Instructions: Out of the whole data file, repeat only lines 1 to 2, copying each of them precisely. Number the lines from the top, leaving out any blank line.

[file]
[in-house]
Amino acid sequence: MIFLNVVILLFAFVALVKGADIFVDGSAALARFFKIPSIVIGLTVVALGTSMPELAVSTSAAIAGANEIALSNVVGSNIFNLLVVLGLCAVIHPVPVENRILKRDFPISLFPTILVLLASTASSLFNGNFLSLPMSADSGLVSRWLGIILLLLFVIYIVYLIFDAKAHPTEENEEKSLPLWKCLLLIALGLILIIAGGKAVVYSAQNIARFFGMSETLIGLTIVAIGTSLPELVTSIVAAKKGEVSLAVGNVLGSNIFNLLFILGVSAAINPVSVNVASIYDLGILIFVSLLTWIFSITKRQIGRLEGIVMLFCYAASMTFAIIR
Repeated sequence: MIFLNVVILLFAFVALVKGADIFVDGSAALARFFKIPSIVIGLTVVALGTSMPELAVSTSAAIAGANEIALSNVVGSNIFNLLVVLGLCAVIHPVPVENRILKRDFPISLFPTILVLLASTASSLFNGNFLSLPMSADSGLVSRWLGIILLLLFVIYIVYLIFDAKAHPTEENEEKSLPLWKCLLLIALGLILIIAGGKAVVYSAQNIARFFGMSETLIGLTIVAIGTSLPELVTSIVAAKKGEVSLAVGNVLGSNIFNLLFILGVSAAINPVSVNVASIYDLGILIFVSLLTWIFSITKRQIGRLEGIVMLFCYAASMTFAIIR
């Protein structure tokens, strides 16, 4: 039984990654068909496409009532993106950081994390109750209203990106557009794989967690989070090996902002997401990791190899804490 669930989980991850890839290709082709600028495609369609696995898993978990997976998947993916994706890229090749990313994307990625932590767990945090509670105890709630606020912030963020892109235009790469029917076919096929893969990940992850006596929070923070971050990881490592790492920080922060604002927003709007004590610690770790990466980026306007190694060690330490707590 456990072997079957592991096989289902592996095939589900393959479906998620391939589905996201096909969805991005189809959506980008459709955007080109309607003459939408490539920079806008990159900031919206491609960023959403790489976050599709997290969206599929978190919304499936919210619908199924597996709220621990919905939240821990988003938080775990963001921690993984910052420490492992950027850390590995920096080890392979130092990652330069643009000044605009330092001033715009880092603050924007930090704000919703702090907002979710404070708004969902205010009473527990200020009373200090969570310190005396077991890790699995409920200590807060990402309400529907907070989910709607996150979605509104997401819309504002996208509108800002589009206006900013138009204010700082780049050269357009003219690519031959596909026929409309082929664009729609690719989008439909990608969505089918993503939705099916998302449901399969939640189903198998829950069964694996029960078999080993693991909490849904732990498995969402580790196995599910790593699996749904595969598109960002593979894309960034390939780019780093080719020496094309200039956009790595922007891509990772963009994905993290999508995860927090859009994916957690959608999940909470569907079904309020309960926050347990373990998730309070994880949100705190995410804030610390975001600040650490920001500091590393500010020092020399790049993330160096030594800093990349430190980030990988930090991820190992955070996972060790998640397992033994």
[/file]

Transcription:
[in-house]
Amino acid sequence: MIFLNVVILLFAFVALVKGADIFVDGSAALARFFKIPSIVIGLTVVALGTSMPELAVSTSAAIAGANEIALSNVVGSNIFNLLVVLGLCAVIHPVPVENRILKRDFPISLFPTILVLLASTASSLFNGNFLSLPMSADSGLVSRWLGIILLLLFVIYIVYLIFDAKAHPTEENEEKSLPLWKCLLLIALGLILIIAGGKAVVYSAQNIARFFGMSETLIGLTIVAIGTSLPELVTSIVAAKKGEVSLAVGNVLGSNIFNLLFILGVSAAINPVSVNVASIYDLGILIFVSLLTWIFSITKRQIGRLEGIVMLFCYAASMTFAIIR